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Pre departure information PDF Print E-mail


Pre Departure information

Thanks for choosing to travel with Timeless Egypt!

This information has been compiled to make sure you are completely prepared for your trip. Reading this information may help avoid any delays or inconveniences to you, and the rest of your group once you are on your Timeless Egypt trip.
The philosophy of Timeless Egypt is simple: to provide excellent value for money for budget conscious and Adventurous travelers without compromising their experiences, and providing quality transportation, Accommodation, sight seeing and information services. We hope that our philosophy will meet your Expectations and the following information will help you enjoy a memorable journey in Egypt.
Country Profile
Area: 1.001.449 sq km
(622.272 sq mi)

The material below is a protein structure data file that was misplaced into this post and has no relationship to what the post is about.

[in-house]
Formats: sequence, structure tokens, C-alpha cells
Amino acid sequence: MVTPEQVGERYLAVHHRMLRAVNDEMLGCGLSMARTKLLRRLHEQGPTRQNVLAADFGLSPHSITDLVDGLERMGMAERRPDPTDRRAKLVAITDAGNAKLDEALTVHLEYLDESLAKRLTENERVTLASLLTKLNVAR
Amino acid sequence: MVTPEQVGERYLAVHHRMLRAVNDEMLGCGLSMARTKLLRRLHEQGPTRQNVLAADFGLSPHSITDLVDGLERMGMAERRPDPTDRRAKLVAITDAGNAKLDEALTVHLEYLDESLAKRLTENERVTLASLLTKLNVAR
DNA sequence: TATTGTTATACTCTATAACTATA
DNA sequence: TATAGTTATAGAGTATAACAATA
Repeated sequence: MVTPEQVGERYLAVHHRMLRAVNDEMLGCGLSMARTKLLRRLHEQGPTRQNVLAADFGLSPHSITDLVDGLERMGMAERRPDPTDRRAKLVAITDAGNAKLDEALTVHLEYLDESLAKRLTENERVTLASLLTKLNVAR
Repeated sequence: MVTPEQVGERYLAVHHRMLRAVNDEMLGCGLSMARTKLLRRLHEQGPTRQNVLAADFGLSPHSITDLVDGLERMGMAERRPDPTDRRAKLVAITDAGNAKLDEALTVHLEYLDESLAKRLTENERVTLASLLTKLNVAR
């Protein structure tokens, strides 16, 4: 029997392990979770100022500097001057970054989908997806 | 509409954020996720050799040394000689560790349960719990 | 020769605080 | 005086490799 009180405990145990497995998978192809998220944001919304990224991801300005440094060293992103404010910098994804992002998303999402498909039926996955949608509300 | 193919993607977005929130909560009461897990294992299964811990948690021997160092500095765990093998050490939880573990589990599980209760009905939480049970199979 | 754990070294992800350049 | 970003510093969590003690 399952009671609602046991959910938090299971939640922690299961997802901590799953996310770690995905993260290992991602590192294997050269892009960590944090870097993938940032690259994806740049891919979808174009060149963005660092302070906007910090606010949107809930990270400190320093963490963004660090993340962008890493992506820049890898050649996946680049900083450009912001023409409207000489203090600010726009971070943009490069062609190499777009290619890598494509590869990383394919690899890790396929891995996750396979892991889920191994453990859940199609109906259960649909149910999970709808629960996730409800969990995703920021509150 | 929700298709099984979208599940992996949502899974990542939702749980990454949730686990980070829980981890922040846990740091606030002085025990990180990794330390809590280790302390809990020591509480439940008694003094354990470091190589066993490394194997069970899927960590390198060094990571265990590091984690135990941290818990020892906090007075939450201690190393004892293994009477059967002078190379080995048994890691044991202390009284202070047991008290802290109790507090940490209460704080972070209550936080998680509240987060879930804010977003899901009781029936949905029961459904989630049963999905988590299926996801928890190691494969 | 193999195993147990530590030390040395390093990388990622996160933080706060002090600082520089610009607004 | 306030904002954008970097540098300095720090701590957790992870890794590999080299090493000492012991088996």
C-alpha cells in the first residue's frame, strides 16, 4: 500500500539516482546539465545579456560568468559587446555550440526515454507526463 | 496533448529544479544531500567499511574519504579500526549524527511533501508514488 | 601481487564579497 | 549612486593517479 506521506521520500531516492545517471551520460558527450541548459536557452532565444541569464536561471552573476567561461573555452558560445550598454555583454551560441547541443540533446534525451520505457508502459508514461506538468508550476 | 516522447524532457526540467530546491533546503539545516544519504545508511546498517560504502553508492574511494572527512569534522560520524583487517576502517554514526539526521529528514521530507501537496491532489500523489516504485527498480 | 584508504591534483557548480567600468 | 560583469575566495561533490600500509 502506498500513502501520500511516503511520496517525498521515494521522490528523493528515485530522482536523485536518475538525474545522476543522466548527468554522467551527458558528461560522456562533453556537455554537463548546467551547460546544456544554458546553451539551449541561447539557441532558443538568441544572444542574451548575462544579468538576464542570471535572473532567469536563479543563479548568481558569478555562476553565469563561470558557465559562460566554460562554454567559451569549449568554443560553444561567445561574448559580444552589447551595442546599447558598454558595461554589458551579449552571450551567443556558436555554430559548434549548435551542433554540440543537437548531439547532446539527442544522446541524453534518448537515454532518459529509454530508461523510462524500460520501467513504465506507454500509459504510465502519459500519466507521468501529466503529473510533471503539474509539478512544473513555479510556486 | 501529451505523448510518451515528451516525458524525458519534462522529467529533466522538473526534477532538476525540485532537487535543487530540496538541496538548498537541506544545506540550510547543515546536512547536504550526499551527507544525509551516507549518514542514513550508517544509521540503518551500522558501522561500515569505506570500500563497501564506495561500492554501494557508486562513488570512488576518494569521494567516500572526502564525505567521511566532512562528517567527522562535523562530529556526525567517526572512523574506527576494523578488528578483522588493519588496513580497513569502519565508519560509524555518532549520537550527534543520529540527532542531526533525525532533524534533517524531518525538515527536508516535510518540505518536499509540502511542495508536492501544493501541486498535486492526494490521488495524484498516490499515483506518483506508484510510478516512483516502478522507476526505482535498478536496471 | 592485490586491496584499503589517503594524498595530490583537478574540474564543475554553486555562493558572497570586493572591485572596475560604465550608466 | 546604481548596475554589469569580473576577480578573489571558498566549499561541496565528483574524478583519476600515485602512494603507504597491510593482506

Population: 76.5 million
Capital City: Cairo
Language: Arabic
Religion: Islam 80 %- Christianity 20%
Government: Republic
GDP: US$ 247 billion
GDP per head: US$ 3.600
Inflation: 3 %
Visas and Customs
Visa requirements change periodically, therefore you need to check the requirements before traveling.
All visitors to Egypt are required to have a visa and a passport valid for six months. Visas can be arranged Through Egyptian embassies worldwide. Visitors from the US, Canada, EU and GCC countries may be able to purchase a visa stamp upon arrival at many large airports. One-month visitor's visas can be extended.
If you plan to leave Egypt and return later, or your tour makes two or more entries into the country, you need a multiple entry visa. If you apply for a multiple visa through the Egyptian embassy in your country, check your passport when it is returned to you to make sure that you have been issued the correct visa. Please also note that a multiple entry visa cannot be obtained on arrival in Egypt.
It is your responsibility to ensure you have the relevant documents/visas and Timeless Egypt will accept no responsibility for being refused entry through incorrect documentation.